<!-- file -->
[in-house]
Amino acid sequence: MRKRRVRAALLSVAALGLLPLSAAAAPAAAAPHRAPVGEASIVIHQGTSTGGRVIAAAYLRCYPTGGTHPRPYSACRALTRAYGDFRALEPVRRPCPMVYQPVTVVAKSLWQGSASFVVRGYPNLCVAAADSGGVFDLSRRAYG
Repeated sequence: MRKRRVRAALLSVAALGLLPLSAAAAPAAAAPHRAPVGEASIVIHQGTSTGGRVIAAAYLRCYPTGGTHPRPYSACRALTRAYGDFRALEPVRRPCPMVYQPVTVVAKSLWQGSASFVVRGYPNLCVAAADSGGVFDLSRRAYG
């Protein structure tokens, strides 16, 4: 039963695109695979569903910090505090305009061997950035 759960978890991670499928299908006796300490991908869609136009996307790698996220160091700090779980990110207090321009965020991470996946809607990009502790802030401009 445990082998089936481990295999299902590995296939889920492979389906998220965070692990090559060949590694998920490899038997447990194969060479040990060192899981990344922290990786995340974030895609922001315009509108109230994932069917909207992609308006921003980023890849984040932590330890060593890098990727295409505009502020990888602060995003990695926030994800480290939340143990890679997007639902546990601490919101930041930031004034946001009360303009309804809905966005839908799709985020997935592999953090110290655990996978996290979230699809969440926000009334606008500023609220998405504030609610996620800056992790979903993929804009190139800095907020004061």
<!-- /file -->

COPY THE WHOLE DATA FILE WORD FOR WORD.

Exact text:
[in-house]
Amino acid sequence: MRKRRVRAALLSVAALGLLPLSAAAAPAAAAPHRAPVGEASIVIHQGTSTGGRVIAAAYLRCYPTGGTHPRPYSACRALTRAYGDFRALEPVRRPCPMVYQPVTVVAKSLWQGSASFVVRGYPNLCVAAADSGGVFDLSRRAYG
Repeated sequence: MRKRRVRAALLSVAALGLLPLSAAAAPAAAAPHRAPVGEASIVIHQGTSTGGRVIAAAYLRCYPTGGTHPRPYSACRALTRAYGDFRALEPVRRPCPMVYQPVTVVAKSLWQGSASFVVRGYPNLCVAAADSGGVFDLSRRAYG
């Protein structure tokens, strides 16, 4: 039963695109695979569903910090505090305009061997950035 759960978890991670499928299908006796300490991908869609136009996307790698996220160091700090779980990110207090321009965020991470996946809607990009502790802030401009 445990082998089936481990295999299902590995296939889920492979389906998220965070692990090559060949590694998920490899038997447990194969060479040990060192899981990344922290990786995340974030895609922001315009509108109230994932069917909207992609308006921003980023890849984040932590330890060593890098990727295409505009502020990888602060995003990695926030994800480290939340143990890679997007639902546990601490919101930041930031004034946001009360303009309804809905966005839908799709985020997935592999953090110290655990996978996290979230699809969440926000009334606008500023609220998405504030609610996620800056992790979903993929804009190139800095907020004061």